Purpose: To eliminate the risk of scleral perforation during strabismus surgery in susceptible patients, we introduce a technique to allow predictable rectus muscle recession and resection without the placement of scleral sutures. Methods: Three patients with thin sclera underwent rectus muscle surgery by use of a double-arm suture technique that avoids placement of sutures directly into the sclera. Two of

David K. Coats; Evelyn A. Paysse



Differential activation of canonical Wnt signaling determines cranial sutures fate: a novel mechanism for sagittal suture craniosynostosis.  


Premature closure of cranial sutures, which serve as growth centers for the skull vault, result in craniosynostosis. In the mouse posterior frontal (PF) suture closes by endochondral ossification, whereas sagittal (SAG) remain patent life time, although both are neural crest tissue derived. We therefore, investigated why cranial sutures of same tissue origin adopt a different fate. We demonstrated that closure of the PF suture is tightly regulated by canonical Wnt signaling, whereas patency of the SAG suture is achieved by constantly activated canonical Wnt signaling. Importantly, the fate of PF and SAG sutures can be reversed by manipulating Wnt signaling. Continuous activation of canonical Wnt signaling in the PF suture inhibits endochondral ossification and therefore, suture closure, In contrast, inhibition of canonical Wnt signaling in the SAG suture, upon treatment with Wnt antagonists results in endochondral ossification and suture closure. Thus, inhibition of canonical Wnt signaling in the SAG suture phenocopies craniosynostosis. Moreover, mice haploinsufficient for Twist1, a target gene of canonical Wnt signaling which inhibits chondrogenesis, have sagittal craniosynostosis. We propose that regulation of canonical Wnt signaling is of crucial importance during the physiological patterning of PF and SAG sutures. Importantly, dysregulation of this pathway may lead to craniosynostosis. PMID:20547147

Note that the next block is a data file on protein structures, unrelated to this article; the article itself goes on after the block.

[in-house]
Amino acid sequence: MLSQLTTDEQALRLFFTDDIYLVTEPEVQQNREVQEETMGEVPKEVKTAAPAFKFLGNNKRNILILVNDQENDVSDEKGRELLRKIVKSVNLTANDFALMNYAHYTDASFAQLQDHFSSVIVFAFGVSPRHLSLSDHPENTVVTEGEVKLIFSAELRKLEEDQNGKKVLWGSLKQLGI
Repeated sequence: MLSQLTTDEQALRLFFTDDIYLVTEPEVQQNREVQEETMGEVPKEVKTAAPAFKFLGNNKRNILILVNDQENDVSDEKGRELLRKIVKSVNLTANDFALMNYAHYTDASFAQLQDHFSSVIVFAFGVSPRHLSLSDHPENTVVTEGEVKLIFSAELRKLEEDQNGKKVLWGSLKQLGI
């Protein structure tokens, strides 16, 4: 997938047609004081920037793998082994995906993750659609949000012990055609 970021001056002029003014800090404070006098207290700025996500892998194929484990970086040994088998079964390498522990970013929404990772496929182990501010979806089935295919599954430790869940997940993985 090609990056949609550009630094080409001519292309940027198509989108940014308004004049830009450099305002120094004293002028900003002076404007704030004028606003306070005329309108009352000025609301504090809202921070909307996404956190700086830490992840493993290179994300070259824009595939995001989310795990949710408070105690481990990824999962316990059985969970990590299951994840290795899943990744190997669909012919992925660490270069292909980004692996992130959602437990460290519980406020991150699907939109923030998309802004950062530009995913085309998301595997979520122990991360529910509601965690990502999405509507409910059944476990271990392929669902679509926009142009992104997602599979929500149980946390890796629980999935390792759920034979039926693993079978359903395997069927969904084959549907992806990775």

Behr, Björn; Longaker, Michael T; Quarto, Natalina



Effect of suture material on platelet deposition onto prosthetic material  

SciTech Connect